Late Friday afternoon at the Century Cinema 16 in Mountain View, fewer than 30 seats in one of the nearly 200-seat theaters were filled, but for moviegoers watching "The Boss Baby: Family Business," it was a slice of pre-pandemic normalcy — with no masking, proof of vaccination or physical distancing required. In the dark, children giggled; greasy fingers dipped into buckets of popcorn.
The cinema complex looked pretty much as it always has, though the water fountains were turned off, stickers on restroom floors still urged patrons to "Play your part; Stand apart" and workers wore face coverings.
Two weeks after the state's official reopening and the elimination of many shutdown regulations, large venues along the Midpeninsula are taking their time coming back online. Some, like Century 16, have resumed business mostly as normal, leaving decisions about masking and physical distancing entirely to the customers themselves.
Others, like the Shoreline Amphitheatre, have yet to welcome back the public. The parking lot famous for post-concert gridlock stands almost deserted. Inside the metal entrance gates, yellow "caution" tape remains strung between trees and poles. Above the box office windows, the marquee sports not the names of upcoming attractions but, instead, "Wish you were here."
On the event venue's website, the first show listed this summer is on Aug. 21: country singer-songwriter Dierks Bentley's "Beers on Me" tour. Health and safety rules posted on the website cite the CDC's recommendation that non-vaccinated persons wear face coverings. But there's no guideline that attendees at the 22,500-capacity venue will have to verify their full-vaccination status or show a negative COVID-19 test, despite the California Department of Public Health's "strong recommendation" that people going to outdoor events with more than 10,000 people do so.
Live Nation, which operates the amphitheater, did not agree to an interview but stated in an email: "As each event approaches, any updates will be shared on our website and directly with ticket holders with information needed to plan their concert experience at Shoreline Amphitheatre -- including the latest policies and procedures to know before entering the venue in accordance with guidelines from local health and public safety officials."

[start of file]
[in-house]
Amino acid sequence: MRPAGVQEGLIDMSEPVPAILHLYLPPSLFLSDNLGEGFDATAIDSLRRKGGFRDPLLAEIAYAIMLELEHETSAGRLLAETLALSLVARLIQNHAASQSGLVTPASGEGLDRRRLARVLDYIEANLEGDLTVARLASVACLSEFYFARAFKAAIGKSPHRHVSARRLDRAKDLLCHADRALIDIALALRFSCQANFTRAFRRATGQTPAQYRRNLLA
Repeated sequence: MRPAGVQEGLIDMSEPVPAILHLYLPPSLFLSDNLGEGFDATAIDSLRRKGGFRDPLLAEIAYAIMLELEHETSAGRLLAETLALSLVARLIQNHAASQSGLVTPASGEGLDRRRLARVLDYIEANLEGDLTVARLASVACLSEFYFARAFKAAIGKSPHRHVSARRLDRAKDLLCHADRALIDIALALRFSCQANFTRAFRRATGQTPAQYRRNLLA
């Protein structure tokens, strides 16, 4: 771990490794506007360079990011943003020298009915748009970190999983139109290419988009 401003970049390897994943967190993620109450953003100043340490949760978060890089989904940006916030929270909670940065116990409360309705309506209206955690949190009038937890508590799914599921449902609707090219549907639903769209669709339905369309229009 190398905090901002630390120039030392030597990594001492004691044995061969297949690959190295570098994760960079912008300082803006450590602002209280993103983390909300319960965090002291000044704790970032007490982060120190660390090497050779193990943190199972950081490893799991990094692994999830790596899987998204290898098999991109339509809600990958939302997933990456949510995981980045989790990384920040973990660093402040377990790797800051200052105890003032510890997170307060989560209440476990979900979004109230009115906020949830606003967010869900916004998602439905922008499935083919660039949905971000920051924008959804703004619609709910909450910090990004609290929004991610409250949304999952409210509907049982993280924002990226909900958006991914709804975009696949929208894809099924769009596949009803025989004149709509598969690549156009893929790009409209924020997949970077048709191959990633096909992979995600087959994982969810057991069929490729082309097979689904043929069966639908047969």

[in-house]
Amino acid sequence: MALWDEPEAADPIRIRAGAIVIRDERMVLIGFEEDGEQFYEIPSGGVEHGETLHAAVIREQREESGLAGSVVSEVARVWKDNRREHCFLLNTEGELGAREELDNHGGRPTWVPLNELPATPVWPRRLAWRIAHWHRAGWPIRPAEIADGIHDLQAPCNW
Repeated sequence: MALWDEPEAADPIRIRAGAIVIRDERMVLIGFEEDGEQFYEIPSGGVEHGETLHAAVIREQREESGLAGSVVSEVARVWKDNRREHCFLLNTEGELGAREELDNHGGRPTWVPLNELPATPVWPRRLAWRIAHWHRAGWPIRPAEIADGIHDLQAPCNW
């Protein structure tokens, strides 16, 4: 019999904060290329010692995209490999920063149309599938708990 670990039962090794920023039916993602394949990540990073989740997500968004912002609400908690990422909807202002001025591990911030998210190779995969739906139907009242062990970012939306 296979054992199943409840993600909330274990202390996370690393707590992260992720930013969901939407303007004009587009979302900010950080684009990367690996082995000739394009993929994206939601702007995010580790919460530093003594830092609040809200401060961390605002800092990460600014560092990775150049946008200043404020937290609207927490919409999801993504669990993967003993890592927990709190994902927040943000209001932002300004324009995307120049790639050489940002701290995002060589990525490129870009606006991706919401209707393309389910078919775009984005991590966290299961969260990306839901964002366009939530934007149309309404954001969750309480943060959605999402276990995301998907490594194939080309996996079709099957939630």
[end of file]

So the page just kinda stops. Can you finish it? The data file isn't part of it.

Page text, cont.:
Elsewhere on the Midpeninsula, other venues are phasing in events this summer using their outdoor spaces, with clear plans for resuming indoor performances soon.
The Mountain View Center for the Performing Arts (MVCPA) at 500 Castro St. has reopened, with live shows having recently resumed in its outdoor ParkStage space, which can accommodate up to 300 with lawn seating, and its small, indoor SecondStage space, which has a capacity of 200.
As of June 25, the city of Mountain View venue was not yet offering tickets to any productions on its 600-capacity MainStage, where arts companies like TheatreWorks perform, but Marketing and Public Relations Manager Shonda Ranson said she hopes MainStage events will resume in August. She directed the public to check online for updates at the center's website.
As of June 25, all staff and volunteers at MVCPA are wearing masks and maintaining physical distance where possible. No masks or distancing are required for fully vaccinated attendees, the website states, while unvaccinated attendees are required to mask and distance.